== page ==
Hughes pilots Community LTE service in Brazil
February 16, 2022
Hughes Network Systems, a specialist in satellite and multi-transport technologies, has announced the successful three-month pilot of a new Community LTE service at five villages in Brazil. Designed to serve people who live outside the reach of cable, fibre and cellular networks, Community LTE creates a mobile hotspot across several kilometres that connects to the internet by satellite. Anyone can access the broadband service with an LTE-enabled device by purchasing data at the local retailer who hosts the hotspot.
“Connecting the unconnected is a global imperative, yet no single type of transport can solve the digital divide,” said Bhanu Durvasula, vice president, international division at Hughes. “Our Community LTE programme exemplifies a multi-transport solution that combines LTE and satellite to expand coverage to those in need. It’s another solution that governments and mobile network operators can implement to extend networks and connect more people, cost-effectively.”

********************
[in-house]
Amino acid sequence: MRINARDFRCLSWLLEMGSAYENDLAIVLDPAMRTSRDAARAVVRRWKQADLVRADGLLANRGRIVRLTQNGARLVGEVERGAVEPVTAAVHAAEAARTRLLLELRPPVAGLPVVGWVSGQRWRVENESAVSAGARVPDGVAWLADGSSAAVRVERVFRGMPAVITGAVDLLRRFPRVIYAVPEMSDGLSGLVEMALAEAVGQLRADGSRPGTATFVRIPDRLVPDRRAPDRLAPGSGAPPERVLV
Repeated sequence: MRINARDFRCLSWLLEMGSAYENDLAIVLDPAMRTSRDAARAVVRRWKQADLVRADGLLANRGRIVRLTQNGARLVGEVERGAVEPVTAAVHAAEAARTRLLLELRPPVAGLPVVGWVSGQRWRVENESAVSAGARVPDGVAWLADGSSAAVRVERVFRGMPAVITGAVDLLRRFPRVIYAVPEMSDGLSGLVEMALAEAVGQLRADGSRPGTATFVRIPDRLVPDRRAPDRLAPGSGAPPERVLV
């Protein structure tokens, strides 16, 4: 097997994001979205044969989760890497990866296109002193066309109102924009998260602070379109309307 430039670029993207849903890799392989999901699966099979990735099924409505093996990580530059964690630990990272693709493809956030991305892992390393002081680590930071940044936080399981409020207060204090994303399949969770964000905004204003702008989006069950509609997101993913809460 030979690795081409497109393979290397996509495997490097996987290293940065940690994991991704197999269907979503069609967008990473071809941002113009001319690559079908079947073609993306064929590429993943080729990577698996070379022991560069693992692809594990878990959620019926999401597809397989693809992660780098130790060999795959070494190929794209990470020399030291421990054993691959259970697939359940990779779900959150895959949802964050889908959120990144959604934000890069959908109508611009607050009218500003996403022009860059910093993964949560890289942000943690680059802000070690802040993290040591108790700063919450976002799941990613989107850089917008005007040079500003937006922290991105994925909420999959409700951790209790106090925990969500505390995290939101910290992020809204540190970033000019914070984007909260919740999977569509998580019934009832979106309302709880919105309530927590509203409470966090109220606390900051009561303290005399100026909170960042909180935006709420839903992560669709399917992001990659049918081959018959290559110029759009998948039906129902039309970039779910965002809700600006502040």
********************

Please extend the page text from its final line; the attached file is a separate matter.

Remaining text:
At each site, Hughes integrates its JUPITER high-throughput satellite capacity and equipment with an LTE small cell and an opensource network core – effectively creating a private LTE network. With this edge configuration, subscriber traffic gets processed locally, rather than traversing the satellite backlink to the central network core – saving bandwidth and money for the operator when compared to traditional backhaul.
Similar to the Hughes Community Wi-Fi Hotspot services that combine a Wi-Fi access point with satellite backhaul to power internet across 50-80 metres, Hughes Community LTE service serves a larger area of approximately five square kilometres.
“This pilot test proved our use case for Community LTE in three important ways,” added Durvasula. “First, as an effective way to connect the unconnected to essential broadband. Second, in helping local businesses earn more revenue. Third, helping MNOs extend mobile network reach quickly and inexpensively – especially to small villages that would otherwise not have internet access.”